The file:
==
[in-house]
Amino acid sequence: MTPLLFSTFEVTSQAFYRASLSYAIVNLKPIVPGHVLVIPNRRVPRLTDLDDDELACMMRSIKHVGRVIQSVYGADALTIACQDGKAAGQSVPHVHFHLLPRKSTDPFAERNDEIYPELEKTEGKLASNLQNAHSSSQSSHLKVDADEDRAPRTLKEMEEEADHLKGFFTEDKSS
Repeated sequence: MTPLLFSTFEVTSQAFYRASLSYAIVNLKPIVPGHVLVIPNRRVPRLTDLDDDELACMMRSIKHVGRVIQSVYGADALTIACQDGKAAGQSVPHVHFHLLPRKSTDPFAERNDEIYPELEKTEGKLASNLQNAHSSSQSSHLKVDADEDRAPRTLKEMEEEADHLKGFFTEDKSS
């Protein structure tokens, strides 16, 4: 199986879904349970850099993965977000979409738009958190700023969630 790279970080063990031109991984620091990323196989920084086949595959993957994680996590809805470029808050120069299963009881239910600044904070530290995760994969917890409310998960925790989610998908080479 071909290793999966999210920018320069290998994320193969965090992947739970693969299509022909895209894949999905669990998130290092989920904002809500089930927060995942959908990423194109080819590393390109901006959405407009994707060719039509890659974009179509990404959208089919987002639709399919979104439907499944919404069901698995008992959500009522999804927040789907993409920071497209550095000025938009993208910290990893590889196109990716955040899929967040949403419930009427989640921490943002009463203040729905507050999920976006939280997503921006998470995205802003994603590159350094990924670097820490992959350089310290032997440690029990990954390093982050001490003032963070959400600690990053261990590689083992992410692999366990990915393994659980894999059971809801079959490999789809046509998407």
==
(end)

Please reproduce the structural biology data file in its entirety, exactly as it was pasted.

[in-house]
Amino acid sequence: MTPLLFSTFEVTSQAFYRASLSYAIVNLKPIVPGHVLVIPNRRVPRLTDLDDDELACMMRSIKHVGRVIQSVYGADALTIACQDGKAAGQSVPHVHFHLLPRKSTDPFAERNDEIYPELEKTEGKLASNLQNAHSSSQSSHLKVDADEDRAPRTLKEMEEEADHLKGFFTEDKSS
Repeated sequence: MTPLLFSTFEVTSQAFYRASLSYAIVNLKPIVPGHVLVIPNRRVPRLTDLDDDELACMMRSIKHVGRVIQSVYGADALTIACQDGKAAGQSVPHVHFHLLPRKSTDPFAERNDEIYPELEKTEGKLASNLQNAHSSSQSSHLKVDADEDRAPRTLKEMEEEADHLKGFFTEDKSS
């Protein structure tokens, strides 16, 4: 199986879904349970850099993965977000979409738009958190700023969630 790279970080063990031109991984620091990323196989920084086949595959993957994680996590809805470029808050120069299963009881239910600044904070530290995760994969917890409310998960925790989610998908080479 071909290793999966999210920018320069290998994320193969965090992947739970693969299509022909895209894949999905669990998130290092989920904002809500089930927060995942959908990423194109080819590393390109901006959405407009994707060719039509890659974009179509990404959208089919987002639709399919979104439907499944919404069901698995008992959500009522999804927040789907993409920071497209550095000025938009993208910290990893590889196109990716955040899929967040949403419930009427989640921490943002009463203040729905507050999920976006939280997503921006998470995205802003994603590159350094990924670097820490992959350089310290032997440690029990990954390093982050001490003032963070959400600690990053261990590689083992992410692999366990990915393994659980894999059971809801079959490999789809046509998407």